Activists protest US Navy radar project
March 3, 1998

By Carmelo Ruiz

Puerto Rico - The activist campaign to stop the United States National Aeronautical and Space Administration (NASA) from carrying out atmospheric experiments over Puerto Rico's skies has not wavered. The experiments in question, known as Coqui Two, consist of eleven rocket launches from a makeshift facility in the northern coast town of Vega Baja. The rockets release chemicals into different layers of the atmosphere in order to test their effects on communications and radio.

On February 12 the Committee Against Experiments on the Environment (Comité contra las Experimentaciones Ambientales), which leads the opposition to Coqui Two, began an indefinite protest vigil at the entrance to the launch facility.

Protest against NASA 'Project Coqui II'  Puerto Rico (1998)

So far five of the eleven rockets have been launched. But rather than demoralise the protesters, the launches have had the opposite effect. When the first two rockets went up on the night of February 19, a near riot erupted as dozens of protesters broke through the security perimeter and made it to a gate less than one mile from the launch facility. Additional policemen and a riot squad (fuerza de choque) detachment were deployed to disperse the demonstrators.

Since the launchings began, surfers in the beaches of Vega Baja and nearby coast towns have been suffering from rashes and other skin irritations. Coqui Two opponents are certain that these health problems are caused by the rockets' chemicals.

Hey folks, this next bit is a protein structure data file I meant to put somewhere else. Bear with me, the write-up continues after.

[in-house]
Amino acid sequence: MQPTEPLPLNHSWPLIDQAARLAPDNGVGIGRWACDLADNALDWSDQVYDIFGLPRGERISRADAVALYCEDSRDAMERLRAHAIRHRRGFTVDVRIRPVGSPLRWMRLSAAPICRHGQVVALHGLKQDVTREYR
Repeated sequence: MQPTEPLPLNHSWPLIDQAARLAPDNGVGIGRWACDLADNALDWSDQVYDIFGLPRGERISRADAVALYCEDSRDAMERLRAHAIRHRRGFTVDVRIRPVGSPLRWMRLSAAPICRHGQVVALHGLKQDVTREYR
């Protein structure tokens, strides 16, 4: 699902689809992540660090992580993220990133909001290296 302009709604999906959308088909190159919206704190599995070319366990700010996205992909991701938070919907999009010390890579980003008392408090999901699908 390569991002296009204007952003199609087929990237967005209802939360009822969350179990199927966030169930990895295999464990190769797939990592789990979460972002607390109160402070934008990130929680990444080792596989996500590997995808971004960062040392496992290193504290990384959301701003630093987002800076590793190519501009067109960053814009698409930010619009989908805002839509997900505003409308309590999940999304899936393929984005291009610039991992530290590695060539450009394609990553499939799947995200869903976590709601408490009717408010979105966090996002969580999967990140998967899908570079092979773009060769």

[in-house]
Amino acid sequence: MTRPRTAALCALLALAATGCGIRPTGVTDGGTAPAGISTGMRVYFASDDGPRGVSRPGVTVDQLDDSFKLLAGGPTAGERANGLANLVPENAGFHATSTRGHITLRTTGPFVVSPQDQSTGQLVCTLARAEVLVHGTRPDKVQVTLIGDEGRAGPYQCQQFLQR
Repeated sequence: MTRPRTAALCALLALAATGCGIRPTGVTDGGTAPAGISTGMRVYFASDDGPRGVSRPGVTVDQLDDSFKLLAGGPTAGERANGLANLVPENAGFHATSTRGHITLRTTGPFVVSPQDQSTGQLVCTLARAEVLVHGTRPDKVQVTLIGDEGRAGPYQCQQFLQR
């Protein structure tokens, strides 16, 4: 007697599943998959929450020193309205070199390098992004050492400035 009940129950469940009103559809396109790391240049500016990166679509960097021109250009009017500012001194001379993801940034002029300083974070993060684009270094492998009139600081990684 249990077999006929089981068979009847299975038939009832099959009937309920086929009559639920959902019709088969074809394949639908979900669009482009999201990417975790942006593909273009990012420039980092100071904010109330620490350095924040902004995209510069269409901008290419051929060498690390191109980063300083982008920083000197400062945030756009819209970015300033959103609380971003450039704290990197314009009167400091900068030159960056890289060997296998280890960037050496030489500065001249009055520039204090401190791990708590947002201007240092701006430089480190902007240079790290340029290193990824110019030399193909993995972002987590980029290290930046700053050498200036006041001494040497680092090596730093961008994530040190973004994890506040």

In the pre-dawn hours of last Wednesday, February 25, Vega Baja residents were awakened by more rocket launches. In the last launch, which took place shortly before four a.m., something appears to have gone seriously wrong. According to witnesses, that last rocket exploded in flames and crashed into the ocean less than a mile from the coast. The explosion was so loud that it awakened residents in the nearby town of Manatí.

NASA officials explained away the sound blast and the fireball saying that it was merely a booster, which was detached from the rocket once it spent its fuel and fell harmlessly into the ocean some thirty miles north of the coast. However, protesters and area residents do not believe the NASA story.

Nori Montalvo, schoolteacher and Vega Baja resident, witnessed that last rocket launch. "I saw from my own house and with my own eyes how that rocket started to zig-zag, exploded in mid-air and crashed into the ocean. You can't tell me that was just a booster coming off. I challenge those NASA scientists to sleep over at my house so they can have the experience of being awakened in mid-sleep by the noise of their rockets", said Montalvo at an anti-Coqui Two rally last Sunday evening.

Montalvo is just one of the many new faces that have appeared at the protests since the launches began. She and many other local middle class families had been apathetic to the controversy until the rumbling sound of the rockets started awakening them at night. It was not until then that they began to be concerned about the possible risks and environmental effects of the experiments. But for them, the startling February 25 incident was the proverbial last straw.

Coqui Two opponents also suspect that two US Navy missiles that washed up on Puerto Rican shores last month have something to do with NASA's experiments. The missiles, which were between three and four metres long, were stray air-launched 'flares' from fighter jet training maneuvers, according to US Navy spokespersons.